Oct 04 2013
One of the most important issues in society is how children are educated. And yet, it is the one thing that parents, teachers, and policy makers can rarely agree on. While most would agree that today’s public educational system is “broken,” prescriptions for improvement vary wildly. Today’s educational model has succumbed to the desire for testing every imaginable variable in school, and allocating resources based on test results.
But what about children themselves and how they actually learn things? Clearly homework and testing does little to encourage real learning – if it did, the current system would be working. It turns out that children today learn an awful lot like children thousands of years ago learned – by playing.
This is not a new concept. The Italian physician Maria Montessori studied children’s learning habits over a hundred years ago and determined that children do best when they are in an environment ruled by them rather than by teachers. Now, a book by psychologist Peter Gray distills new research on how children learn through play – it’s called Free to Learn: Why Unleashing the Instinct to Play Will Make Our Children Happier, More Self-Reliant, and Better Students for Life.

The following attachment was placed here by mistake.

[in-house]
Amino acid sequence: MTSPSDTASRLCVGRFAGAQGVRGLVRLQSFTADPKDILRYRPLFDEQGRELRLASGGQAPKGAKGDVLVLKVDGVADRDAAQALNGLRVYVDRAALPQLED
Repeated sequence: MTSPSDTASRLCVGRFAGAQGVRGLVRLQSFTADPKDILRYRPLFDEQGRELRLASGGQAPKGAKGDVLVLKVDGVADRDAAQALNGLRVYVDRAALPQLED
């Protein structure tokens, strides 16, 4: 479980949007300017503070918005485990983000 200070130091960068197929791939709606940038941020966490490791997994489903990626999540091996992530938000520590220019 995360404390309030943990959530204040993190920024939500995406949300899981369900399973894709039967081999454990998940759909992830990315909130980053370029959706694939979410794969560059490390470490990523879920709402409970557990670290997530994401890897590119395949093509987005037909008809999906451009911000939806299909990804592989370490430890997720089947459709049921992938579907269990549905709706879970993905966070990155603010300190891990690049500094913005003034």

GUEST: Peter Gray, research professor in the Department of Psychology at Boston College, writes a popular blog for the magazine Psychology Today, author of Free to Learn: Why Unleashing the Instinct to Play Will Make Our Children Happier, More Self-Reliant, and Better Students for Life; he is also the author of a highly regarded college textbook entitled Psychology
Click here to read Peter Gray’s blog.
Click here to read his article about Children and the Play Deficit.
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